The paradox for Qatar, is that before using football as a diplomatic tool and winning the right to host the World Cup, the exploitation of migrant workers was not making headlines. Ironically, it is this active use of football as a diplomatic instrument that has shone a light on the issue and effected Qatar’s image substantially. Black and Peacock point out that when it comes to soft power sports diplomacy, one ought to be aware that the values publicly portrayed and associated with an investment in football (i.e. success, courage, commerciality, aspiration) will often not be the actual values of a State, but rather merely the values with which a state would preferred to be associated with to fulfil wider objectives5.
The other type of investment aimed primarily at improving the image of the investor (and not recouping a profit directly from the club as an entity) is company branding. In a way, it is the ultimate move of a sponsor, instead of paying an annual yearly contribution to the club, the sponsor takes control of the management of the club in order to maximise the image return for its brand.
The paramount example of such a strategy is embodied by Red Bull’s investment in football clubs around the world. The regulatory complexities will be left for blog 2, but it is Red Bull’s stake and influence in four clubs (Red Bull Salzburg, RB Leipzig, Red Bull New York, and Red Bull Brasil) that renders it the ultimate example of a company that found investing in football as way to brand at scale. Despite the success that Red Bull football clubs have experienced, sporting and commercial, the purpose for Red Bull investing in football is of course to further promote the brand and sell energy drinks.
Red Bull had previously and in a revolutionary way, tapped into branding via sport and had worked out a way to brand at large using the content production arm of the company. Utilising extreme sports, Red Bull campaigns focussed on associating itself with elite sport, perhaps thus conflating the alleged performance enhancing capabilities of its beverages or at least that its product was trendy and fashionable to drink in the context of sport.
When it came to football, Red Bull followed an ownership strategy rather than a traditional sponsorship method, opening up both the benefits of the ownership over traditional sponsorship models, and, the size, scale and reach of football as opposed to the more niche extreme sports. Branding through football is seen as almost more covert, as the consumer is less aware that when they watch a branded club in a branded stadium, they are being advertised to:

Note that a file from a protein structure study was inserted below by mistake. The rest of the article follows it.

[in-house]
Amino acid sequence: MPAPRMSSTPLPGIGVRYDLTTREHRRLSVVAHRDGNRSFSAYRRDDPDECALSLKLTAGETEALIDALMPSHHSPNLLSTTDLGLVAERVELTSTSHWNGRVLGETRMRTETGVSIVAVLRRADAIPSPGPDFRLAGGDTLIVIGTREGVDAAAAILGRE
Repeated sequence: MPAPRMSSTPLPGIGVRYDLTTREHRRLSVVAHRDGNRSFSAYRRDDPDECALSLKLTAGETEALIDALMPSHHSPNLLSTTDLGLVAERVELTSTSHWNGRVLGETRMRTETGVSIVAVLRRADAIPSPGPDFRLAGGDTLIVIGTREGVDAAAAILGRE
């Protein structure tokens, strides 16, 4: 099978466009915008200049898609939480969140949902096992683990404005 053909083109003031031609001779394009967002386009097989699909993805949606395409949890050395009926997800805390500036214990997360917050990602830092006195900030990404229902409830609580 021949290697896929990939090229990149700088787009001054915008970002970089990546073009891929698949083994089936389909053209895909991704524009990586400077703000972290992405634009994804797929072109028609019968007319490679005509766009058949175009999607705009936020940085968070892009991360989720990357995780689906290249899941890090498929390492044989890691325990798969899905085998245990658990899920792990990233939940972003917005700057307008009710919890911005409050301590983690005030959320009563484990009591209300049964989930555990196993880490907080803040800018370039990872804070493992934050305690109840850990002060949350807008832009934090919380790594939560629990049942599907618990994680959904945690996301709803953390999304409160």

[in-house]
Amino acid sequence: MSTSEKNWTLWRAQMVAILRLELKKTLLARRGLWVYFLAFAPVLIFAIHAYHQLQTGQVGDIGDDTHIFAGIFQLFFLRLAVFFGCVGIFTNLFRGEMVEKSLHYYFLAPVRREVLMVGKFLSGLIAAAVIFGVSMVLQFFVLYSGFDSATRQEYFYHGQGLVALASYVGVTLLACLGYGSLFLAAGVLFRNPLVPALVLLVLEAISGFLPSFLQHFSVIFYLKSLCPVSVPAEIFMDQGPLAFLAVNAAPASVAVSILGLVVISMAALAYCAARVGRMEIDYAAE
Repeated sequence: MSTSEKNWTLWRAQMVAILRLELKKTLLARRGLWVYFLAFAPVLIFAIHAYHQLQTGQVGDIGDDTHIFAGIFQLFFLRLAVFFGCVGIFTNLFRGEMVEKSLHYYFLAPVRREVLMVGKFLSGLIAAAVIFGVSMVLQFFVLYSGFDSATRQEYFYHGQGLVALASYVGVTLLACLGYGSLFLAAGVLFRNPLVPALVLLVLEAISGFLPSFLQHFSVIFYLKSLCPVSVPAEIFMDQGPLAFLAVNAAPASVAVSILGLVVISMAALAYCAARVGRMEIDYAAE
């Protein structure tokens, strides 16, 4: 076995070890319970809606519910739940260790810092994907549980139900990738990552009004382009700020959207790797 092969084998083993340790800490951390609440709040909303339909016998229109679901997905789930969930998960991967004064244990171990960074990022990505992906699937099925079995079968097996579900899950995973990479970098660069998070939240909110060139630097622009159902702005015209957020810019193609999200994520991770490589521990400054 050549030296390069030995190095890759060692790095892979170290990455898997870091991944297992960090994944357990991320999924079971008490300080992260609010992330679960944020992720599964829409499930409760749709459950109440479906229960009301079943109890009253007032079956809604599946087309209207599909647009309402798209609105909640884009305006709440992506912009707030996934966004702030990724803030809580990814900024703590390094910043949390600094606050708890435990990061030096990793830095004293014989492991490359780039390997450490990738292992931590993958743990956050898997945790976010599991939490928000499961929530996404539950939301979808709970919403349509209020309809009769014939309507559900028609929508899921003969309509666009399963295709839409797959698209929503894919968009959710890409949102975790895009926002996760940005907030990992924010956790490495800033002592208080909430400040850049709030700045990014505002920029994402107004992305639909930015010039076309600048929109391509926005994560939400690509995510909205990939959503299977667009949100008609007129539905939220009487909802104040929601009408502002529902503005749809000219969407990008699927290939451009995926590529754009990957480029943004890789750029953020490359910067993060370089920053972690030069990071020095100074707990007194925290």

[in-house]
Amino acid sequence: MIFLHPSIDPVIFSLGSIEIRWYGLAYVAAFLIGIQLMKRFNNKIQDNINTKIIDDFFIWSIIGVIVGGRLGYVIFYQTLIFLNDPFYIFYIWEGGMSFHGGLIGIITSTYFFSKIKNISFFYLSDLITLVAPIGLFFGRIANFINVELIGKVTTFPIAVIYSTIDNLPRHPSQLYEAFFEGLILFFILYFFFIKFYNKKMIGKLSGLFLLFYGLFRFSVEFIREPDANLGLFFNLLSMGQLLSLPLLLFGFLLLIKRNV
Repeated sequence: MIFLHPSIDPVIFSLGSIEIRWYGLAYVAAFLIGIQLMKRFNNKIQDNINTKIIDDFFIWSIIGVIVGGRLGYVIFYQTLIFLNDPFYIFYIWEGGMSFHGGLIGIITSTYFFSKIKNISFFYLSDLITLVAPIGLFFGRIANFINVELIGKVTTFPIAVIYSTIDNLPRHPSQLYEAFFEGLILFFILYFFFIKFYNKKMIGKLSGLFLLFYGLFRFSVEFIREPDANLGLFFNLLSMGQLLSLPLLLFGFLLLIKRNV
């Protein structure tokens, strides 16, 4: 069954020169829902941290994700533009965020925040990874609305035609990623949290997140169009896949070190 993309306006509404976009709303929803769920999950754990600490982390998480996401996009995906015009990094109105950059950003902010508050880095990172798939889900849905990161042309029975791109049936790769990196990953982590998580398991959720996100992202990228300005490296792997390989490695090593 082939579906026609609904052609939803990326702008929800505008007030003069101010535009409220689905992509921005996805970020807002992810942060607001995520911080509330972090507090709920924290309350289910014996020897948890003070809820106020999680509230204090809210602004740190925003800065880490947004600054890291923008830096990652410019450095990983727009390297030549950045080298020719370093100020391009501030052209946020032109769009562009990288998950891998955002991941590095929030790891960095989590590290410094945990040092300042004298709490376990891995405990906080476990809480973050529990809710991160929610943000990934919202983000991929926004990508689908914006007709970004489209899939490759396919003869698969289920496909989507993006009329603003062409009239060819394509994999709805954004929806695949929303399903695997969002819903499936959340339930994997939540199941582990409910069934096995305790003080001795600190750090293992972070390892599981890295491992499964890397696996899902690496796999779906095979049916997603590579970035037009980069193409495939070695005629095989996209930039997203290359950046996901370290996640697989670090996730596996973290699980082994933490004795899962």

‘The consumer does not perceive that the content is branded. Sport content is predestined for branded entertainment. Engaging sports fascinate and attract people and have proven to be capable of transferring positive images… many niche sports still lack the attention of sport consumers or sponsors and are not covered extensively by the media. Branded entertainment, therefore, can provide niche sport enterprises, athletes, and teams as well as sponsors with consumer attention and prosumer engagement.’6
Per the title of this blog, the typology of investors listed above is not exhaustive, though perhaps includes the most relevant as I segue into the regulations around multi-club ownership. However, a short note on the membership model clubs is worthwhile.
Member owned clubs still exist widely and some are in fact popping up in protest over a perceived hyper commercialisation of football. SV Austria Salzburg is a newer member owned club, established in response and in protest to the Red Bull ownership of the former SV Austria Salzburg – Red Bull subsequently changed the name and colours.
Member owned clubs can be funded by paid memberships and more traditional revenue streams like ticket sales and sponsorship. Control wise, however, the members maintain the controlling stake and more importantly perhaps, the controlling vote. The hybrid model between private ownership and member ownership remains interesting, given what can be maintained in terms of history and culture, and what can be brought in in terms of commercial expertise and the reality that the need and desire for profits can drive success of a football club.
As is hopefully apparent from the above, the types of investors and indeed the motivations come in all shapes and sizes. It is also worth pointing out that when it comes to the Private Equity groups and the nations and companies concerned with branding, the main reasons for investment do not render them as the exclusive reasons.
Qatar will take the commercial benefits of PSG, BeIN sports and the World Cup. Part owners of CFG, China Media Capital/CITIC Capital (12%) and Silver Lake (10%) would not have invested with such alacrity based on the soft power strategies and state branding aspirations of the UAE. Rather, those groups are more interested in the commercial benefits.
Separate from selling more energy drinks than ever, Red Bull is undoubtedly pleased with taking RB Leipzig from the 5th tier to the Bundesliga. As the club is now valued at €560 million, Red Bull has an extremely valuable asset. Likewise, the big funds and institutional players are aware of the positive branding that sport affords them when their football investments are successful. In the next blog, I will consider the current regulatory landscape regarding investment in football with a particular focus on regulations that address multi-club ownership.
• This article was originally published on the Asser International Sports Law Blog on 6 July, 2021. Click here for the original.
1. Marc Rohde and Christoph Breuer, ‘The market for football club investors: a review of theory and empirical evidence from professional European football Institute of Sport Economics and Sport Management‘, (German Sport University Cologne, Köln, Germany) European Sport Management Quarterly, 2017 VOL. 17, NO. 3, 265–289.↩
2. Ibid. P267.↩
3. Keith Dinnie, ‘Nation Branding, Concepts, Issues, Practices‘, Butterworth-Heinemann, 2008.↩
4. Romain Herbreteau, ‘The use of a football club as a means of state branding: The mixed results of Qatar’s promotion in France‘ Leiden University – Master Thesis, Master of Arts International Relations, Supervisor: Dr Camillo Erlichman (2018)↩
5. David Black and Byron Peacock. ‘Sport and Diplomacy‘. Oxford Handbooks Online (2013) 1-21↩
6. Reinhard Kunz & Franziska Elsässer & James Santomier, ‘Sport-related branded entertainment: the Red Bull phenomenon’ (2016) Sport, Business and Management: An international Journal, 6, 520-541.↩